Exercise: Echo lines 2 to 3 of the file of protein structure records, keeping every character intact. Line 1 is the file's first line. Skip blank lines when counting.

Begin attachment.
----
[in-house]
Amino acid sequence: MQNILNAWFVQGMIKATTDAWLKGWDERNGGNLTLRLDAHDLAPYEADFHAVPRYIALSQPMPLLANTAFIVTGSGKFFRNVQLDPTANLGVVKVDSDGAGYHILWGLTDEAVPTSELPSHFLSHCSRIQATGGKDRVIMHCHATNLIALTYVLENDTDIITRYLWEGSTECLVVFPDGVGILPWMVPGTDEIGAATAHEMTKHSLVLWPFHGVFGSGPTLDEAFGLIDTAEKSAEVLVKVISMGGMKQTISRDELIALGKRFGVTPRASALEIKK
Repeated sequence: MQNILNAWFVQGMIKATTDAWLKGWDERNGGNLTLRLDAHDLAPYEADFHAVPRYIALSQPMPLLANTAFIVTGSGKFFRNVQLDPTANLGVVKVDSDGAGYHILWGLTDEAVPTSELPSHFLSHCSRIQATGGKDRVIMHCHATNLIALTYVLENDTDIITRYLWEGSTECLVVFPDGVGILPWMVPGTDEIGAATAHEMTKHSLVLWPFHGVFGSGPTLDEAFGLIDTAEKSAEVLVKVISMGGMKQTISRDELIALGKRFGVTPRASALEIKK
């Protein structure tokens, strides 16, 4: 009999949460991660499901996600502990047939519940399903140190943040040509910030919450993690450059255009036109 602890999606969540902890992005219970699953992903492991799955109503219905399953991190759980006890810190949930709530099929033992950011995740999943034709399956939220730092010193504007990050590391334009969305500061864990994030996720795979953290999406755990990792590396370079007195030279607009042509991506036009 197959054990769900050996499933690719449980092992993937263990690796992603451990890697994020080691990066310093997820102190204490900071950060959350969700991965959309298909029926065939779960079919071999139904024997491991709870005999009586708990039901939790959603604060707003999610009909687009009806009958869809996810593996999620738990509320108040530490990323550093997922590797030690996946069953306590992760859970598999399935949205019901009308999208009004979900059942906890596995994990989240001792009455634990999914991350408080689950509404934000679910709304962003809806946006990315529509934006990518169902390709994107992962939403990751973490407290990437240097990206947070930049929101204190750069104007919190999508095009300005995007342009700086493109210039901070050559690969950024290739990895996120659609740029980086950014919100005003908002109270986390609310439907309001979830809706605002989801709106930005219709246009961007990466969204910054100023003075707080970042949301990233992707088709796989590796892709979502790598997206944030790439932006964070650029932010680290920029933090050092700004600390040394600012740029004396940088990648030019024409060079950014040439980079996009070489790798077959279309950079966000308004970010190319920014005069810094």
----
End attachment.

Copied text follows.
Amino acid sequence: MQNILNAWFVQGMIKATTDAWLKGWDERNGGNLTLRLDAHDLAPYEADFHAVPRYIALSQPMPLLANTAFIVTGSGKFFRNVQLDPTANLGVVKVDSDGAGYHILWGLTDEAVPTSELPSHFLSHCSRIQATGGKDRVIMHCHATNLIALTYVLENDTDIITRYLWEGSTECLVVFPDGVGILPWMVPGTDEIGAATAHEMTKHSLVLWPFHGVFGSGPTLDEAFGLIDTAEKSAEVLVKVISMGGMKQTISRDELIALGKRFGVTPRASALEIKK
Repeated sequence: MQNILNAWFVQGMIKATTDAWLKGWDERNGGNLTLRLDAHDLAPYEADFHAVPRYIALSQPMPLLANTAFIVTGSGKFFRNVQLDPTANLGVVKVDSDGAGYHILWGLTDEAVPTSELPSHFLSHCSRIQATGGKDRVIMHCHATNLIALTYVLENDTDIITRYLWEGSTECLVVFPDGVGILPWMVPGTDEIGAATAHEMTKHSLVLWPFHGVFGSGPTLDEAFGLIDTAEKSAEVLVKVISMGGMKQTISRDELIALGKRFGVTPRASALEIKK